The Wing Institute is a non-profit foundation dedicated to promoting evidence-based education. Its goal is to be a “catalyst” supporting individuals and organizations engaged in evidence-based education across disciplines, geographic regions, and in “real world settings. It offers professional forums, an information clearinghouse, research, publications and a knowledge network.



National Autism Center National Standards Report

September 30, 2009

The National Autism Center has released its National Standards Report, the most comprehensive analysis of treatments for children and adolescents with ASD ever published.

The National Autism Center is disseminating the results of the National Standards Project in order to provide families and professionals with better tools to make treatment decisions to meet the needs of individuals with ASD in their care.

The report is the culmination of the National Standards Project, a multi-year project that began with more than 7,000 research abstracts about autism treatments and concluded with a comprehensive National Standards Report. Forty-five nationally recognized scholars, researchers, experts in autism, and other leaders representing diverse fields of study were involved in the project.

The report includes, among other findings, 11 “established” treatments are known to be effective for individuals (under 22) on the autism spectrum. The report also identifies 22 “emerging” treatments that have some evidence of effectiveness, but still require additional research, and five “unestablished” treatments that have little or no evidence of effectiveness.

Nearly 90% of the established treatments came from behavioral literature (i.e. applied behavior analysis, behavioral psychology, and positive behavior support) but for the first time identifies strategies emanating from other perspectives as well. The report also identifies limitations of the existing autism treatment research and encourages the scientific community to more aggressively pursue targeted treatment research.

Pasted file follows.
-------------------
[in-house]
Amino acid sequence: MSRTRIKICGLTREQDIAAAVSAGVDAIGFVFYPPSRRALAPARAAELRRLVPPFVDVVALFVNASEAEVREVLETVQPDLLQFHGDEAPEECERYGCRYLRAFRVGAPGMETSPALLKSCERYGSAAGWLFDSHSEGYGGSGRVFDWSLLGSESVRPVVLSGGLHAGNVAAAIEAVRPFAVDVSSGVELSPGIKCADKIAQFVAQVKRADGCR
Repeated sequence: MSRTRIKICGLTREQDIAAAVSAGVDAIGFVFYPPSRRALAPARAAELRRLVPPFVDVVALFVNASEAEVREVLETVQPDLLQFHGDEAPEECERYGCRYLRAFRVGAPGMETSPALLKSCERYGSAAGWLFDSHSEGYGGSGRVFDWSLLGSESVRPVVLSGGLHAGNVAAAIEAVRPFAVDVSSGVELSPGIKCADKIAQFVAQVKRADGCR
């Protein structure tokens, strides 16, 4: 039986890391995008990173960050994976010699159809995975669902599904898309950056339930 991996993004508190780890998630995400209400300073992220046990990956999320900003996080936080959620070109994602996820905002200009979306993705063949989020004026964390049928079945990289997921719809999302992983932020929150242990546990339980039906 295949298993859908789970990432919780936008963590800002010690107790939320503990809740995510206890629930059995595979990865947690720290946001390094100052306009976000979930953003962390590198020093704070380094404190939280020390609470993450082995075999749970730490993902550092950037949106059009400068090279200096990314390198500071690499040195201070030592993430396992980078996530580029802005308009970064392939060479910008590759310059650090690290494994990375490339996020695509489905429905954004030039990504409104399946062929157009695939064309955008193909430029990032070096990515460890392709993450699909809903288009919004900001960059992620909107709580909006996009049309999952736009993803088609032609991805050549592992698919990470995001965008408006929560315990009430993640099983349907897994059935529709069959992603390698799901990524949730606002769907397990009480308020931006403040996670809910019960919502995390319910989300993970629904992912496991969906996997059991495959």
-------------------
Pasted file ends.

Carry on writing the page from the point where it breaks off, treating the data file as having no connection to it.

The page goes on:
Information about the National Standards Project is available through



Highly Qualified Teacher Standards

September 11, 2009

Whether or not a teacher is “highly qualified” as defined by the so-called “No Child Left Behind” federal education law is not an easy question to answer. It Read More…



California High School Exit Exam Results

May 1, 2009

Study: Effects of the California High School Exit Exam on Student Persistence, Achievement, and Graduation, Reardon, S., Atteberry, A, Arshan, N, Kurlaender, M (2009)

The research was funded by a grant from the James Irvine Foundation and the Institute for Research on Educational Policy and Practice at Stanford University.

The paper investigates the results of the implementation of California’s High School Graduation Exam. The research examines the effects of the exam on student achievement, drop out data, and graduation rates from four large school districts. The study found no positive effect on achievement, minimal negative to zero effect on student persistence in high school, and significant negative effects on graduation rates.